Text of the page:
Restoring landscapes in India for climate and communities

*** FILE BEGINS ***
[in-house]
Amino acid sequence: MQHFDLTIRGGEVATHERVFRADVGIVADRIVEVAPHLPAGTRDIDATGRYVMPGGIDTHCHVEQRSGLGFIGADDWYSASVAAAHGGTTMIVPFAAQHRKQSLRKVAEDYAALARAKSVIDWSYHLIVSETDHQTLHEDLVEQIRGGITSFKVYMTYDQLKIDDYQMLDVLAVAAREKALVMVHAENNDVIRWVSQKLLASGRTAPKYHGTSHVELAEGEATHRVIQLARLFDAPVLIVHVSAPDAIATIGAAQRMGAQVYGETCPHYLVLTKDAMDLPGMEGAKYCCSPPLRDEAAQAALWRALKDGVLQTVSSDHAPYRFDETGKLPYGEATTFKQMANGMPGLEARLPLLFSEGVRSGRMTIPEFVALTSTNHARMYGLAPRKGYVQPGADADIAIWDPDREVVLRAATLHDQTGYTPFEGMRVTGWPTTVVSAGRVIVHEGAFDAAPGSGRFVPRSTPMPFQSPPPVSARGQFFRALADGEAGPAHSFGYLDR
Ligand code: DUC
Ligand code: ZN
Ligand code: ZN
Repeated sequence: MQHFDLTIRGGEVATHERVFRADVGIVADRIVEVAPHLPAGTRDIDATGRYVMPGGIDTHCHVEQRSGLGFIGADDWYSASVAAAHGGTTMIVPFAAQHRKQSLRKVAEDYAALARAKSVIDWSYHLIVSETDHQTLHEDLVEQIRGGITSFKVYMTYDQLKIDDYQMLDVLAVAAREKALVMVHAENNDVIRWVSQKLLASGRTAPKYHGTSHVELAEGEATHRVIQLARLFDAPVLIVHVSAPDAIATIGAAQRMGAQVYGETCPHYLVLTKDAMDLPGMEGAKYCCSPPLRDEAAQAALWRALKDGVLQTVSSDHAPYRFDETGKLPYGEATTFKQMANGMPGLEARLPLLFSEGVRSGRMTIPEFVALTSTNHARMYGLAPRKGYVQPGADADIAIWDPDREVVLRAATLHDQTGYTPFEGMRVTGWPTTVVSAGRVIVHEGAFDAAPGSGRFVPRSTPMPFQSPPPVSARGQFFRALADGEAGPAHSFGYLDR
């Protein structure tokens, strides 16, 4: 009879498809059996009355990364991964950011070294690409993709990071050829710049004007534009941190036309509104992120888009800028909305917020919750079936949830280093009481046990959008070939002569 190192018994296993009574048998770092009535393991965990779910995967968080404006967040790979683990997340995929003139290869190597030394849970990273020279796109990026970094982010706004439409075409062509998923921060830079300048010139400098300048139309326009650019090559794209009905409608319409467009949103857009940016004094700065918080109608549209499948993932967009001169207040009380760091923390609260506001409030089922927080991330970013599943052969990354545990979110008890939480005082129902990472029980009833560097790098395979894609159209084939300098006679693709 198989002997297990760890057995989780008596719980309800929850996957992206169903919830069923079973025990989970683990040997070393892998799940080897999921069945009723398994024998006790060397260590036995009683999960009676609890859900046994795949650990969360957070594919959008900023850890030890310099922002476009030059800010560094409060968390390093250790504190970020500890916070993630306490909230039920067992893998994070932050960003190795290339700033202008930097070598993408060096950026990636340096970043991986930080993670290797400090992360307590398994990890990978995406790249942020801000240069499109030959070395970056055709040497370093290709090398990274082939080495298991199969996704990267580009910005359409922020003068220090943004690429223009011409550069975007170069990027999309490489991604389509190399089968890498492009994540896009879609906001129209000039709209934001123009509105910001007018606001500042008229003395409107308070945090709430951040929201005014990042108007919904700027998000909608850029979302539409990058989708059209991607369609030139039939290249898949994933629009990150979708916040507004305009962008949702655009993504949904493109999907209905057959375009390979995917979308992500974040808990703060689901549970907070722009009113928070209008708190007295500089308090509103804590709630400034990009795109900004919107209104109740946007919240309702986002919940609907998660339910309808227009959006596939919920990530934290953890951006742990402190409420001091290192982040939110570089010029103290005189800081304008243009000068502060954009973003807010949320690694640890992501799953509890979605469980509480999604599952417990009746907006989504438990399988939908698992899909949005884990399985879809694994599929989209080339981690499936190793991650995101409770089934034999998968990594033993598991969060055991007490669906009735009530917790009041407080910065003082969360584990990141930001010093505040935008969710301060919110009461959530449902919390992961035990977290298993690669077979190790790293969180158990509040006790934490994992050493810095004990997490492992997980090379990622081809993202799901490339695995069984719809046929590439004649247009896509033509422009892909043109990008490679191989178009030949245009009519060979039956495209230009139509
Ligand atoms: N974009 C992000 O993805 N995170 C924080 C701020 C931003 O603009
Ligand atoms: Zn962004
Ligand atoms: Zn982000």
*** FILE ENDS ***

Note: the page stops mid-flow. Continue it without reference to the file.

A new report from WRI India found that the Sidhi district could economically and ecologically benefit from landscape restoration. When implemented at scale in Sidhi, restoring land could conserve biodiversity, improve water recharge, sequester carbon, enhance rural livelihoods and spur rural development. In India, more than 700 million people depend on forests and agriculture for their livelihoods. And over 250 million, mostly tribal and indigenous communities, women, and marginal farmers, need forests for fuelwood, animal fodder, food security, and income. But these natural resources are under threat.